Trademark Registration Guide and Information

Selecting a strong and marketable trademark

When selecting a new trademark for your products or services, it is important to strike a balance between marketability and distinctiveness. Marketability helps maximises market exposure for your products / services. Distinctiveness makes it easy for consumers to associate a product / service with your company. A distinctive sign can also be registered as a trademark.

In practice, it is often difficult to achieve a right balance between marketability and distinctiveness; the most marketable mark always tends to be the least distinctive, and vice versa. By applying basic trademark principles, you can ensure that your trademark is both marketable and distinctive.


Is your mark distinctive?

One of the requirements for trademark registration is that the mark must not be devoid of any distinctive character. To determine distinctiveness, trademarks may be generally classified into the following categories (listed from most to least distinctive):

 

protectable marks 

Fanciful mark 

Fanciful mark is inventively-coined and has no meaning. STARBUCKS and EXXON are examples of such marks. Fanciful trade mark is considered the most distinctive and is afforded the greatest protection.


Arbitrary mark 

Arbitrary mark comprises common word which is used in a manner that their normal meaning bears no relation to the products / services to which they are applied. APPLE for computers and DIESEL for clothing are examples of arbitrary marks.


Suggestive mark 

Suggestive mark tends to relate to the quality or characteristic of the products / services, although a consumer would have to exercise some degree of imagination in order to determine the characteristic of the products / services. 7-ELEVEN for convenience store is an example of a suggestive mark.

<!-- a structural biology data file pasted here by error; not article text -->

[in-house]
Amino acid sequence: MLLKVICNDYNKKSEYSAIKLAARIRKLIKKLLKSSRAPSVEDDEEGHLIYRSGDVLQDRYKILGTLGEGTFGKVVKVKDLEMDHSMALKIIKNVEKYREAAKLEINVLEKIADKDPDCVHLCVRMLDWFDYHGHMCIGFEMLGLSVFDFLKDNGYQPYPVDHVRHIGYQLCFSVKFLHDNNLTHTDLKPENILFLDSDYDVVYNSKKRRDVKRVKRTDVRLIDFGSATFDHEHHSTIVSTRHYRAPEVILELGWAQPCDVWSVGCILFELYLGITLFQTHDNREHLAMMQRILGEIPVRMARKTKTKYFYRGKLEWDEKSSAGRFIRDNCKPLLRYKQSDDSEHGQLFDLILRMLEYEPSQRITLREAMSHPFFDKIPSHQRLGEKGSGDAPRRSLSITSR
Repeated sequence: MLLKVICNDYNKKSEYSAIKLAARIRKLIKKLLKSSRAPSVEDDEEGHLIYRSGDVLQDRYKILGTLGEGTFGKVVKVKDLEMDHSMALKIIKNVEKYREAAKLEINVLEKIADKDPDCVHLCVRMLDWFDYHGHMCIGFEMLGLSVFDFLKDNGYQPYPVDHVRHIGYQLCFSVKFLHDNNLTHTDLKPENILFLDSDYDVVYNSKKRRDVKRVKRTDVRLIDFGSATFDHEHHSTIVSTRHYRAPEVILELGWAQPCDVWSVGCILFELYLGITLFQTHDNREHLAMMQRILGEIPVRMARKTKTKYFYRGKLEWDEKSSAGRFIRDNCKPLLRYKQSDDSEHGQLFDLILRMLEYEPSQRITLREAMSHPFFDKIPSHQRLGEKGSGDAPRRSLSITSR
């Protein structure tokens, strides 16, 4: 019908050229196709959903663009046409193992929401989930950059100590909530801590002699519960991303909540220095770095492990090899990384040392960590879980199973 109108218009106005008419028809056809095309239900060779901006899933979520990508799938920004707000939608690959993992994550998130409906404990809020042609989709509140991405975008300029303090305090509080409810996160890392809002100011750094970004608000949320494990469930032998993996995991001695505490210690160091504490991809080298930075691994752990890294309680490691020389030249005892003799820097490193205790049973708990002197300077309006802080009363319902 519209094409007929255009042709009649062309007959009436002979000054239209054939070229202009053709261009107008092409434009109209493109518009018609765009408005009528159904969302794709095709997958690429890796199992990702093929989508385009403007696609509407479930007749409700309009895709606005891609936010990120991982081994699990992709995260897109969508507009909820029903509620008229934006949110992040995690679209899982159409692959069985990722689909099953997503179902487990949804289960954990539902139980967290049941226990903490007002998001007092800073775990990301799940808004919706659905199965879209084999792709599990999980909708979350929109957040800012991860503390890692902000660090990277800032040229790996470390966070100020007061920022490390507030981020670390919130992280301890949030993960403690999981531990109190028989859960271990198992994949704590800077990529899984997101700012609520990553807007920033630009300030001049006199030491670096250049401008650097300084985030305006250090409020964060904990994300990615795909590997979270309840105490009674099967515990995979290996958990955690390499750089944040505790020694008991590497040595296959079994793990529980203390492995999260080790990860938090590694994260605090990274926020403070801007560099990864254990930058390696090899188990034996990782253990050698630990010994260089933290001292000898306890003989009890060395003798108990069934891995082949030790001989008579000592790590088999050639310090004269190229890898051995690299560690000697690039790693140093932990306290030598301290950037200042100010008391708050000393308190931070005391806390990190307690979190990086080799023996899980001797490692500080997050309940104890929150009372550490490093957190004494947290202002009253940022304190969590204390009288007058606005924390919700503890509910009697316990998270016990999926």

Fanciful, arbitrary and suggestive marks are easy to register as there is no apparent connection between the mark and the products / services. However, it is often difficult to market these marks as more effort is required to convey the qualities of the products / services to the general public.


Descriptive mark 

A descriptive mark directly describes the quality or characteristic of the products / services. Examples of descriptive marks include Denim for jeans or trade marks containing laudatory terms such as BEST and SUPERIOR. A descriptive mark is prima facie unregistrable, but may become registerable upon substantial use.

Descriptive mark is the easiest to market since they simply describe the products / services they are marketed with. However, registering descriptive mark is often costly as it is routinely objected by Trade Marks offices.

 

Generic mark 

Generic mark consists of common names for the products / services with which it is used. Generic mark is unprotectable since they are incapable of differentiating products / services of one trader from another.

 

Striking the Balance

When choosing your mark, primary consideration should be given to trademark that is sufficiently distinctive (to qualify for registration) and yet easily marketable. Finding this balance can be time-consuming. However, the reward of pairing marketability and distinctiveness ensures marketing ease and appropriate legal protection for your trade mark.